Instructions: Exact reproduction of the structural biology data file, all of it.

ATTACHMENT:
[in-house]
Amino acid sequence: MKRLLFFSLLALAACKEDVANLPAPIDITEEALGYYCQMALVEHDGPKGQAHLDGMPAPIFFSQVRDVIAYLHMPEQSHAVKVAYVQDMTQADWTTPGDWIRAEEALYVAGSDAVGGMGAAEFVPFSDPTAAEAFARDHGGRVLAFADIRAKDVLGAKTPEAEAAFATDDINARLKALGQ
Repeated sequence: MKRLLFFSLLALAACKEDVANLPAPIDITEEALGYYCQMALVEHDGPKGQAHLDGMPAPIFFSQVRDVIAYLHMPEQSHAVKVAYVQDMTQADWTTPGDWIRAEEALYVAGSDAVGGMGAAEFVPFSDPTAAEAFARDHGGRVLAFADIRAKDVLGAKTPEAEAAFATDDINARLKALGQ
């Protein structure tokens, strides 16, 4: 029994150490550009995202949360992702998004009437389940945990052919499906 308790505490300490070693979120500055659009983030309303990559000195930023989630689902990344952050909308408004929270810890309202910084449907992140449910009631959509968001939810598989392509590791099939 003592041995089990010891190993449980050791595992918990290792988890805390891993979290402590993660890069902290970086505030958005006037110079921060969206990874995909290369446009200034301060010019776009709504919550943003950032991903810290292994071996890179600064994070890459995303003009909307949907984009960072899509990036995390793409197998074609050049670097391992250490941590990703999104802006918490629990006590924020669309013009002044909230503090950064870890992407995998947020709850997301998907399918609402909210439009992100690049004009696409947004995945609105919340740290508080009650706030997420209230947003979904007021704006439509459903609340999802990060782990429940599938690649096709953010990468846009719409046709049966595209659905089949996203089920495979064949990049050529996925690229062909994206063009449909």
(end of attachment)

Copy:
[in-house]
Amino acid sequence: MKRLLFFSLLALAACKEDVANLPAPIDITEEALGYYCQMALVEHDGPKGQAHLDGMPAPIFFSQVRDVIAYLHMPEQSHAVKVAYVQDMTQADWTTPGDWIRAEEALYVAGSDAVGGMGAAEFVPFSDPTAAEAFARDHGGRVLAFADIRAKDVLGAKTPEAEAAFATDDINARLKALGQ
Repeated sequence: MKRLLFFSLLALAACKEDVANLPAPIDITEEALGYYCQMALVEHDGPKGQAHLDGMPAPIFFSQVRDVIAYLHMPEQSHAVKVAYVQDMTQADWTTPGDWIRAEEALYVAGSDAVGGMGAAEFVPFSDPTAAEAFARDHGGRVLAFADIRAKDVLGAKTPEAEAAFATDDINARLKALGQ
């Protein structure tokens, strides 16, 4: 029994150490550009995202949360992702998004009437389940945990052919499906 308790505490300490070693979120500055659009983030309303990559000195930023989630689902990344952050909308408004929270810890309202910084449907992140449910009631959509968001939810598989392509590791099939 003592041995089990010891190993449980050791595992918990290792988890805390891993979290402590993660890069902290970086505030958005006037110079921060969206990874995909290369446009200034301060010019776009709504919550943003950032991903810290292994071996890179600064994070890459995303003009909307949907984009960072899509990036995390793409197998074609050049670097391992250490941590990703999104802006918490629990006590924020669309013009002044909230503090950064870890992407995998947020709850997301998907399918609402909210439009992100690049004009696409947004995945609105919340740290508080009650706030997420209230947003979904007021704006439509459903609340999802990060782990429940599938690649096709953010990468846009719409046709049966595209659905089949996203089920495979064949990049050529996925690229062909994206063009449909």